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What Cultural Marxists Like BBC News Say About Looting


Tucker Carlson and his guest Dan Bongino raised what you might call a look-away issue: Looting.

As the two looked on at footage of looters in post-Irma Florida, TV talker and guest volunteered that “this” was “not about race.” “This,” presumably, being a reference to the looting.

Here was one of those, “Who are you going to believe, me or your own lyin’ eyes?” moments.

Messrs. Carlson and Bongino were watching an embarrassingly uniform group of outlaws in action. Mr. Carlson even went on to quip that the looting landscape comprised not mothers in search of diapers and infant formula, but people dressed to the nines in gold chains.

If the “gold-chains” allusion is not a proxy for race in our navel-gazing nation, what is?

What, then, is one to take away from these obfuscations coming as they do from our side? That looting can “strike” anyone? That anybody can “catch” looting from Florida’s contaminated flood waters? (Incidentally, wastewater infrastructure is buckling under, due in large part to unmanageable population growth. Immigration is stinking up Florida. Literally.)

Please don’t tell your viewers that flaws of character marring individuals in certain groups in significant numbers are a systemic, societal, structural problem. That argument is taken. It’s the case made by Cultural Marxism and its watered-down political offshoots of multiculturalism and political correctness.

In a manner of speaking, when conservatives hearken back to the “Democrats'” Welfare State to explain away the color of crime; they, too, are making the Cultural Marxist argument.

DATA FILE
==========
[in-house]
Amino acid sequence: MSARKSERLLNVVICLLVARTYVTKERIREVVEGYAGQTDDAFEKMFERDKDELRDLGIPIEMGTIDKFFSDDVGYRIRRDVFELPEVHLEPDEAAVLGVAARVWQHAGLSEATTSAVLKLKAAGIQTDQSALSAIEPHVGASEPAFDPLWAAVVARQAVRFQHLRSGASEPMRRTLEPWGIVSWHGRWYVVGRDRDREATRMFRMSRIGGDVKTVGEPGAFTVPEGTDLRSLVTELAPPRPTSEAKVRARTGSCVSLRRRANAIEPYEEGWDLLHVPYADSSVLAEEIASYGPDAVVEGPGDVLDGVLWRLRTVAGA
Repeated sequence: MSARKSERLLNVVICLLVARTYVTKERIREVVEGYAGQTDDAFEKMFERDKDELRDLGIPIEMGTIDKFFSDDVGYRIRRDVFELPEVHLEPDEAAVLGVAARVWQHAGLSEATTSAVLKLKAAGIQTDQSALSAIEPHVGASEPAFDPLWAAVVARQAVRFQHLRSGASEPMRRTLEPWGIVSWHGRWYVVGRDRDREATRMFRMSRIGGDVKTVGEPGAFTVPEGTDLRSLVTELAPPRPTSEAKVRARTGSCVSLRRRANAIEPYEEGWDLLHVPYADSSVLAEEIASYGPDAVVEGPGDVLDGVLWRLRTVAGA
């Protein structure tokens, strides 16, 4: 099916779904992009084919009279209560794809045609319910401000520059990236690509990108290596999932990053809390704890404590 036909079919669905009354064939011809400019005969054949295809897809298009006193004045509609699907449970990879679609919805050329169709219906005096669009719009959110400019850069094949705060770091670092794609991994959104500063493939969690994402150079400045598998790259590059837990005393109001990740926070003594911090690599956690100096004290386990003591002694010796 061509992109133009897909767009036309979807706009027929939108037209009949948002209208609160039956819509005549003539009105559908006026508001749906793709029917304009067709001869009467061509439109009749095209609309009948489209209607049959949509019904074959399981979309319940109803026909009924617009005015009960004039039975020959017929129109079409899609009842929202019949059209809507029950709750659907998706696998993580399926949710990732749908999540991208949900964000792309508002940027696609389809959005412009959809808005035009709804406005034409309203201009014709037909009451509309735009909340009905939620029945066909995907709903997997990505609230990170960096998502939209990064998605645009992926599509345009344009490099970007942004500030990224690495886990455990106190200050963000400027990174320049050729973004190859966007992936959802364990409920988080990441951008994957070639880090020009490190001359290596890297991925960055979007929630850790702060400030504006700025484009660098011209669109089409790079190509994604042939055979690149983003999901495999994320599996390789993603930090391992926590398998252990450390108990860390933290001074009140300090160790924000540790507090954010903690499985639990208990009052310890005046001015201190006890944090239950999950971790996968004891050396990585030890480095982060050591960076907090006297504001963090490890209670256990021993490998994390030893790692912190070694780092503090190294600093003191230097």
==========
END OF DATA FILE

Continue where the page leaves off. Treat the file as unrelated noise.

Recall how blacks rampaged through Milwaukee, hollering their white-hot hatred for whites? “He white. Beat his shit,” yelled one hoodlum in footage featured on “Hannity.” But crime, race and the reality of such racial hatred was quickly averted in the ensuing discussion. Instead, Mr. Hannity and Sheriff David Clarke blamed … Lyndon Johnson’s Great Society. Or, something like that.

To go by the doctrine of Cultural Marxism, looting in Florida and elsewhere is black because blacks are locked-out of American institutions. Never mind that the black agenda (perspective and attendant claims) is echoed throughout the culture (in music, art and film), transmitted by the education system (at primary, secondary and tertiary levels); is repeated by most media, most think tanks, by the publishing industry and by public administration. Why, Sen. Tim Scott, a black Republican, has just read President Trump the riot act over the president’s comments following the events in Charlottesville, Virginia.

Metaphorically speaking, free African-American politicians and activists are boiling the bones of their enslaved ancestors to make soup. The suffering of slaves is being exploited posthumously to shape discourse in politically advantageous ways.

As ostensible outsiders, blacks (gays, feminists and the antifa Idiocracy, too) are compelled, in Cultural Marxism, to continue upending what remains of America’s staid, stifling institutions.